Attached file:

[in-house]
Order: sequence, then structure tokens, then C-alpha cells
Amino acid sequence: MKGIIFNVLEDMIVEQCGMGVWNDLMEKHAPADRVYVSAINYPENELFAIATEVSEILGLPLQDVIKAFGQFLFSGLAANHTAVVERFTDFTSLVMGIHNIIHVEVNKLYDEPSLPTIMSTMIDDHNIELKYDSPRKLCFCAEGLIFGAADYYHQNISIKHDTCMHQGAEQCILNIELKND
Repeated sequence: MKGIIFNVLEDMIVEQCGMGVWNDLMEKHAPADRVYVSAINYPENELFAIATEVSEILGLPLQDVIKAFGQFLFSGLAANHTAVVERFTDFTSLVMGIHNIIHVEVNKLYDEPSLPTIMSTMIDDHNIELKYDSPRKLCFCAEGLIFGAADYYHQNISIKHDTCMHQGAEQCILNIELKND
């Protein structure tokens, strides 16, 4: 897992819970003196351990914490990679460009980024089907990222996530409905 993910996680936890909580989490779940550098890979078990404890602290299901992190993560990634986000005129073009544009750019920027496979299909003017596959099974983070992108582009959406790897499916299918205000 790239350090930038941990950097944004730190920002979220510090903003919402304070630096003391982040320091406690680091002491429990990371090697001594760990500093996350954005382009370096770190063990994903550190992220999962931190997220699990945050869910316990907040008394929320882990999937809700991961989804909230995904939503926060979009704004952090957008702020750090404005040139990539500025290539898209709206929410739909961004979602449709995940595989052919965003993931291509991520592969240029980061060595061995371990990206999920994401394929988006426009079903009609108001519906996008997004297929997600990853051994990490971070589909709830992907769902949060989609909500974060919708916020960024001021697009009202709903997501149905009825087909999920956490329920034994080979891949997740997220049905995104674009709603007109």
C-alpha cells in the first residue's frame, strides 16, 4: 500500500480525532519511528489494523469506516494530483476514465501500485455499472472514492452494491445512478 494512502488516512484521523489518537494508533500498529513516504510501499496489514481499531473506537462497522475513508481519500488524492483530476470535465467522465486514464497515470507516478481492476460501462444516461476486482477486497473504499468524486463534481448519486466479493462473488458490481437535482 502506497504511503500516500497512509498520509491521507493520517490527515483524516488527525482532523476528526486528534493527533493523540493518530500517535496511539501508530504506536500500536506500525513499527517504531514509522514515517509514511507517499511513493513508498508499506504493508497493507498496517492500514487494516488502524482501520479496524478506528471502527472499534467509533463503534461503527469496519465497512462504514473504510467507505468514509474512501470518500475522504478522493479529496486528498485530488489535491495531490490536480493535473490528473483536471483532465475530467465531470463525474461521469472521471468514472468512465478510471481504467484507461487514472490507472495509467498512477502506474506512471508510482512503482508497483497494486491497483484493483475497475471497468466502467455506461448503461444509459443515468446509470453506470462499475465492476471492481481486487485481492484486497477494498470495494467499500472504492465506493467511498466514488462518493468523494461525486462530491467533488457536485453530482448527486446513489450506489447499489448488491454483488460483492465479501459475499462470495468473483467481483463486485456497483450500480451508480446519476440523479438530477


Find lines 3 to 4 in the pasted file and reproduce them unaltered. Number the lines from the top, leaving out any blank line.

Amino acid sequence: MKGIIFNVLEDMIVEQCGMGVWNDLMEKHAPADRVYVSAINYPENELFAIATEVSEILGLPLQDVIKAFGQFLFSGLAANHTAVVERFTDFTSLVMGIHNIIHVEVNKLYDEPSLPTIMSTMIDDHNIELKYDSPRKLCFCAEGLIFGAADYYHQNISIKHDTCMHQGAEQCILNIELKND
Repeated sequence: MKGIIFNVLEDMIVEQCGMGVWNDLMEKHAPADRVYVSAINYPENELFAIATEVSEILGLPLQDVIKAFGQFLFSGLAANHTAVVERFTDFTSLVMGIHNIIHVEVNKLYDEPSLPTIMSTMIDDHNIELKYDSPRKLCFCAEGLIFGAADYYHQNISIKHDTCMHQGAEQCILNIELKND